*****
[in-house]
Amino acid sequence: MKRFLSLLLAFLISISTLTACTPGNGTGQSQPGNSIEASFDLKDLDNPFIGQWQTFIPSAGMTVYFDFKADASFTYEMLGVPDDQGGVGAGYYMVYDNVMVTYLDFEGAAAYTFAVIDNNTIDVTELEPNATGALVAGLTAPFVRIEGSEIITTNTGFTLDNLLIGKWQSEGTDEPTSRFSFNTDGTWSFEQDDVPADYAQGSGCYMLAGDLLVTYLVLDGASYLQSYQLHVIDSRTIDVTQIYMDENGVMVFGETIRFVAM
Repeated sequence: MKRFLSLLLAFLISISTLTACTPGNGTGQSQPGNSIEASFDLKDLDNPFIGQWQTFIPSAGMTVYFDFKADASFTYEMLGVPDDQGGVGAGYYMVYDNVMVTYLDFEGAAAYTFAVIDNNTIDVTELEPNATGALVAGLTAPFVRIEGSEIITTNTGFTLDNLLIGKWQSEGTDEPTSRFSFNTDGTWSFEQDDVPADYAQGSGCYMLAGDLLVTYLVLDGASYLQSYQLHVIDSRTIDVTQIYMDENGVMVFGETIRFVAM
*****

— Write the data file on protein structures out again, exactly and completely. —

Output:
[in-house]
Amino acid sequence: MKRFLSLLLAFLISISTLTACTPGNGTGQSQPGNSIEASFDLKDLDNPFIGQWQTFIPSAGMTVYFDFKADASFTYEMLGVPDDQGGVGAGYYMVYDNVMVTYLDFEGAAAYTFAVIDNNTIDVTELEPNATGALVAGLTAPFVRIEGSEIITTNTGFTLDNLLIGKWQSEGTDEPTSRFSFNTDGTWSFEQDDVPADYAQGSGCYMLAGDLLVTYLVLDGASYLQSYQLHVIDSRTIDVTQIYMDENGVMVFGETIRFVAM
Repeated sequence: MKRFLSLLLAFLISISTLTACTPGNGTGQSQPGNSIEASFDLKDLDNPFIGQWQTFIPSAGMTVYFDFKADASFTYEMLGVPDDQGGVGAGYYMVYDNVMVTYLDFEGAAAYTFAVIDNNTIDVTELEPNATGALVAGLTAPFVRIEGSEIITTNTGFTLDNLLIGKWQSEGTDEPTSRFSFNTDGTWSFEQDDVPADYAQGSGCYMLAGDLLVTYLVLDGASYLQSYQLHVIDSRTIDVTQIYMDENGVMVFGETIRFVAM